Lease accounting has changed significantly in the last year. Not only did the pandemic alter the way we live and work and therefore our business real estate requirements, but we also saw the introduction of ASC 842—a new, updated set of standards for private company leaseholders from the Financial Accounting Standards Board.
The main difference between ASC 842 and past standards is increased transparency. The standards now require that all leasing obligations appear on balance sheets in the form of Right of Use Assets and Lease Liabilities. This change aims to give investors a more accurate sense of companies’ lease portfolios.
What Do Business Leaders Need to Know?
Because ASC 842 went into effect for private companies on December 15, 2021, filling knowledge gaps in your organization should be a top priority. You need a dedicated strike team if you’re going to update your business’ lease accounting processes successfully in accordance with ASC 842.
For a start, you’ll need to carefully review the terms of the accounting standards update to learn how to identify leases and classify the contracts correctly. You’ll then need to monitor all your leases for renewal and termination dates, which are now more subjective. For this to be practical, it will be important to develop a sustainable monitoring process under ASC 842 that also accounts for changes in assumptions and amendments in leases.
Furthermore, you’ll also have to be able to gather more documentation as a record of these smaller, shorter-term leases. Your leases that were embedded in other contracts now need to be found and labeled correctly with critical dates, lease terms, lease payments and more. This also means you’ll have much more data to track that wasn’t accounted for in the old model.
Last but certainly not least, you will need to understand the costs and risks of failing to comply with ASC 842. If your company doesn’t identify all the contracts that count as leases, you could face financial consequences under ASC 842 lease accountingstandards—more so than with previous standards.
How Can Businesses Revamp Lease Accounting Processes?
To stay abreast of these changes and ensure your company remains compliant with ASC 842, you should rethink your lease accounting process. Start with these strategies:
1. Develop a working understanding of ASC 842. Without at least a base understanding of the new standards, you will be working in the dark. You don’t have to be an expert right away, of course, but be sure to spend time studying the changes that ASC 842 brings. Don’t forget to educate your team on the changes, too. Because leases touch many departments in an organization, you’ll need to ensure you have the right people in the room when making decisions about revising your lease accounting process.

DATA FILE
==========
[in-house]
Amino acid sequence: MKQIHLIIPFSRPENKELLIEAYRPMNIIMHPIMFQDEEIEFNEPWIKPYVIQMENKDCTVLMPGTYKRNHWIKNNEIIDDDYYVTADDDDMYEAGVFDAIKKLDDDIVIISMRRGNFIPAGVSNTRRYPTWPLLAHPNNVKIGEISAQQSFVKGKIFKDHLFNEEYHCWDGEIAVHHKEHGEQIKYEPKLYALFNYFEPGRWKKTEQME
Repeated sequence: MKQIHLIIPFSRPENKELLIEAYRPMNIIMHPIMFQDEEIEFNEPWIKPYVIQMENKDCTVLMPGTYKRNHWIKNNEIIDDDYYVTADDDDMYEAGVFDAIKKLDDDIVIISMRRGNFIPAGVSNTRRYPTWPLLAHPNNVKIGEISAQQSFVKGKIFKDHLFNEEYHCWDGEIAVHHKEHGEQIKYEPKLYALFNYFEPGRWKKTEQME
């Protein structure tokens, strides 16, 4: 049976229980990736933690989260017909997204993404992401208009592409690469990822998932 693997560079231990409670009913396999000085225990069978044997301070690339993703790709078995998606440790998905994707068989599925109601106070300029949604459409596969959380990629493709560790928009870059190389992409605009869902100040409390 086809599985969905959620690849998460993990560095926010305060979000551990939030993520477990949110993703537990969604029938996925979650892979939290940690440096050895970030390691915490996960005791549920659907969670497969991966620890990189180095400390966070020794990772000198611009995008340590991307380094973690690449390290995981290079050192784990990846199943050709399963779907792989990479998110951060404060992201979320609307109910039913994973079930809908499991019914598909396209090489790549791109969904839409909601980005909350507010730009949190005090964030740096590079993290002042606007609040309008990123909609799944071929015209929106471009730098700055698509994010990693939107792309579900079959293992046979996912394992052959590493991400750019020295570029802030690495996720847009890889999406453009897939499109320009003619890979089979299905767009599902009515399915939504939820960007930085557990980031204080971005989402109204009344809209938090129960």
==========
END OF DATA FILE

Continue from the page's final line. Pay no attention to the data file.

2. Create a single source of truth. All too often, different departments within an organization are working from different dates or critical details for the same lease. It’s vital that your entire organization can leverage the same information and data. Connect your team members so their communication around lease accounting under ASC 842 can go forward unhindered and everyone can get on the same page.
3. Get perspective from a consultant. If you don’t have the technical expertise or capacity in your team to make the changes necessary for ASC 842, don’t be afraid to engage a consultant. They can help set up your new lease accounting process. However, consultants can be costly, so you don’t want to keep one around forever. Make sure you use your consulting time to set your team up for future success.
4. Take advantage of new technology. If you use a consultant to help with the transition to ASC 842, you can dramatically reduce the consulting cost with data-driven tools that can spot the inefficiencies you can’t see. Lease accounting software, for example, can save time, money and headaches around this and any future accounting standards updates in the long run.
The ASC 842 standards don’t need to loom over your business like a dark cloud. They might be overwhelming, but if you can dedicate adequate time and resources to understanding them and reorganizing how you identify and monitor leases, you’ll soon feel like a lease accounting specialist.